Some people are blessed with the gift of gab. If you’re not one of those people who can walk into a room full of strangers and strike up a conversation, however, you need to master the art of the icebreaker. You can use some visual as an icebreaker – a company logo or perhaps a lapel pin – or you can put in a little time and research your way into an icebreaker.
Some icebreakers are visual
Some icebreakers are visual. Lou Imbriano, President and CEO of TrinityOne, a marketing strategy and business advisory consultancy, has it easy when it comes to icebreakers: he has three Super Bowl rings from his time spent as chief marketing officer of the New England Patriots. They’re big, they easily draw people’s attention, and everyone wants to hold one. He doesn’t have to look for conversation, it finds him.
I lucked into my own visual icebreaker when I created a logo for my work as a sports business reporter and analyst. It was a real photograph taken of me for my book on Major League Baseball’s collective bargaining agreement that a friend with graphic design capabilities turned into my now signature logo.
I would estimate 90 percent of people I hand my sports business card comment on my logo. They’ve either seen me use it on social media and my website and put two and two together to figure out I’m the “SportsBizMiss” they’re familiar with in the sports world, or they tell me what a great logo it is.
The best icebreakers create expanded conversation
How do I use this to my advantage? If they’re in the first camp and have seen my logo previously, then I joke that no one knows my real name and that either I’ve done a great job branding myself as the “SportsBizMiss” or I’ve completely lost my own identity. More often than not, this leads to a conversation about personal branding. As someone who gets invited to speak on this topic and can also work with people in a professional capacity on their own personal branding, this is a great lead-in.
For people who aren’t familiar with my logo and my “SportsBizMiss” brand, I launch into a quick explanation of how my logo is really a silhouette from a real photograph of me taken for the jacket of my book on Major League Baseball’s collective bargaining agreement (Balancing Baseball, forthcoming). This generally turns into a conversation about the books I’ve written or the career path I took from practicing law to working at ESPN and now at Reputation Ink.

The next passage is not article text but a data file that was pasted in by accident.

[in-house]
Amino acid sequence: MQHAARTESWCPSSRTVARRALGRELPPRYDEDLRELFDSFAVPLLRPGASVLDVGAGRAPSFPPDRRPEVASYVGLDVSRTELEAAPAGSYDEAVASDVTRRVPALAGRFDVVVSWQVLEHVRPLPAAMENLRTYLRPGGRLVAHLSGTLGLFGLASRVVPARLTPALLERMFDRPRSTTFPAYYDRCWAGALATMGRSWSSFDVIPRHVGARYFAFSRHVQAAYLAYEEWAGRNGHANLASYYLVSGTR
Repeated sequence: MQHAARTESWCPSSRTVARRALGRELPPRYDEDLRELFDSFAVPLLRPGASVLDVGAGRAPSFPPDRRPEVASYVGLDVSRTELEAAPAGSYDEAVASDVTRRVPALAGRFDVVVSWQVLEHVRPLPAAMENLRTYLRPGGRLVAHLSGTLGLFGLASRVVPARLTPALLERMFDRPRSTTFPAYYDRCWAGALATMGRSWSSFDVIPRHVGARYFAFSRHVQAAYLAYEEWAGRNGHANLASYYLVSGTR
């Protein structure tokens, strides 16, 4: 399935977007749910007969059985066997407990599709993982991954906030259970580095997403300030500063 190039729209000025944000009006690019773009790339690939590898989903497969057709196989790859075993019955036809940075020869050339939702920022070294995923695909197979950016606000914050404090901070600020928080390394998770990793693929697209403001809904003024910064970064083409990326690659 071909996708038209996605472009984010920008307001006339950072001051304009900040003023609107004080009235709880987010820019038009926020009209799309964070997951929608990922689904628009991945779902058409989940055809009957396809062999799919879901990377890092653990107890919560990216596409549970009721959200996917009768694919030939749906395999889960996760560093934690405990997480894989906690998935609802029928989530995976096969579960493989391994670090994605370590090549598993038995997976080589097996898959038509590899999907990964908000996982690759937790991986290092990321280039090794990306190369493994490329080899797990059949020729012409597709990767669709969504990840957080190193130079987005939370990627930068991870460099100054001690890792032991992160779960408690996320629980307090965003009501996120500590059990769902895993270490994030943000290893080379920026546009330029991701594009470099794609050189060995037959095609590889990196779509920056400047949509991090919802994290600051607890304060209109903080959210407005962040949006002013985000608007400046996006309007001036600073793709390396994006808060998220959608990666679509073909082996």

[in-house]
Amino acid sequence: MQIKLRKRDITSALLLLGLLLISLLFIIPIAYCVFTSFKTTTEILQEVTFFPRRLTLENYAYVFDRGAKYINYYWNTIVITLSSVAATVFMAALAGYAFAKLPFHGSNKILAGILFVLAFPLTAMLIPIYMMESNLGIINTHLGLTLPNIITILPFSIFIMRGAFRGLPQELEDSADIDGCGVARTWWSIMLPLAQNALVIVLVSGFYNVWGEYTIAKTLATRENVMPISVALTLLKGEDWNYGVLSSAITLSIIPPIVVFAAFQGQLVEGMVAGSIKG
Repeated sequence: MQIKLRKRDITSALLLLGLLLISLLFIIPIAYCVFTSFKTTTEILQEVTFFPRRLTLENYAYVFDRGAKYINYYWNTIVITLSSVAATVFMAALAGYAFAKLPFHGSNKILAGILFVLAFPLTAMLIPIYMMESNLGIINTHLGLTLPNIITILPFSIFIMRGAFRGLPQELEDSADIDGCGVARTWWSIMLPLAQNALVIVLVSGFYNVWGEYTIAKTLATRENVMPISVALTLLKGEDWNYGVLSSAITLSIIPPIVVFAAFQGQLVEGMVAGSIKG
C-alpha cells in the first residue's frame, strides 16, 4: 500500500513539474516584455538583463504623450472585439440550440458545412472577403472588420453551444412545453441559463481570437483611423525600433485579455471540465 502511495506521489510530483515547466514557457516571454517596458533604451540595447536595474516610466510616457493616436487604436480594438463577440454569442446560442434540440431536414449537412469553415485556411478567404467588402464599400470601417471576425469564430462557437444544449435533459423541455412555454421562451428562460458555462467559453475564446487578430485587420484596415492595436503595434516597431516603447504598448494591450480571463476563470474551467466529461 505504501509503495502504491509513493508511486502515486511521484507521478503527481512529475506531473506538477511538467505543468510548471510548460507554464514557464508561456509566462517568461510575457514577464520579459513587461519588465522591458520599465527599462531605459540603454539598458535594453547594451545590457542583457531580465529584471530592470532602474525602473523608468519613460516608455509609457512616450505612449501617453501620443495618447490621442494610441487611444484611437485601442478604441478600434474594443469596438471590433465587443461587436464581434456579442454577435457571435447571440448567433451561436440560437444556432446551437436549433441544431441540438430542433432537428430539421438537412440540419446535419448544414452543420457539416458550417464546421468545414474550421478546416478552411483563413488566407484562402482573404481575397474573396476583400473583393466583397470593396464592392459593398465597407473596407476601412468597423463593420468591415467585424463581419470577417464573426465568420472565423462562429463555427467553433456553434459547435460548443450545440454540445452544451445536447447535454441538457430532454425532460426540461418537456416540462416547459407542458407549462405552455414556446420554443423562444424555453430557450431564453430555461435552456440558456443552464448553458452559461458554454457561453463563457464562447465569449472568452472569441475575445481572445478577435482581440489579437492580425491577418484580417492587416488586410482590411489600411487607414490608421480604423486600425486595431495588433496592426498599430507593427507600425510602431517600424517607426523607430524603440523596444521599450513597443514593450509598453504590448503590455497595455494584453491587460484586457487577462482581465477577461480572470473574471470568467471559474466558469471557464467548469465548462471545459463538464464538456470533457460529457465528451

The bottom line: it instantly turns what could be a 30-second exchange of business cards into a conversation.
I’m guessing most of you don’t have Super Bowl rings, and your company logo probably doesn’t generate extended conversation. What can you use as a visual icebreaker? I’ve seen many conversations start because of a lapel pin. If you’re a member of a well-known organization – perhaps something like Rotary Club – and you’ve got a pin, wear it to conferences and events. You never know when someone will recognize it and start up a conversation.
Anyone can create a verbal icebreaker
Imbriano has an easy icebreaker with his Super Bowl rings, but he’s not the type to simply sit back and wait for people to come to him (although he certainly could). I mentioned Imbriano, because his book Winning the Customer is the best book I’ve ever read about building and maintaining relationships with people. In fact, I assigned it in my Sports Marketing class at UNF last semester not just because it’s a great sports marketing text, but because I thought it would teach my students how to build and maintain relationships, which I knew would serve them no matter what career they ultimately choose.
In the book (and also on his blog), Imbriano explains you don’t have to wear a Super Bowl ring to spark engaging conversation. If you’re willing to devote a little time to researching the people you want to meet, you can create your own icebreaker.
Long before he worked for the Patriots, Imbriano was in sports talk radio booking guests to come on shows. One year, his station was set up on radio row at the Super Bowl and he spotted Howie Long, a former NFL player who’d moved on to broadcasting with Fox.
If you’ve never seen radio row at one of these big sporting events, it can be dozens of tables lined down a hallway or in a hotel ballroom. Every show is trying to grab players and coaches to come on the air, which generally leads to players and coaches avoiding radio row like the plague. They know once they stop to get on one station they’ll be bombarded by requests from the rest.
When someone like Howie Long does accidentally end up too close to radio row, producers and interns from every station will begin approaching the person asking them to come on the station. They generally don’t have anything to say other than, “Hey, we’d love to have you on WXYZ.”
Do your homework
In his book, Imbriano preaches the importance of researching your targets. He’d done his research, and he was able to jump in the elevator with Long and mention a mutual connection he’d discovered. That was all it took to get Long back to radio row to do an interview.
I recently blogged about tips for doing type of research before you attend your next conference or event in order to connect with panelists and others you know are attending. Don’t just hope you’ll meet someone, set the stage to make it happen.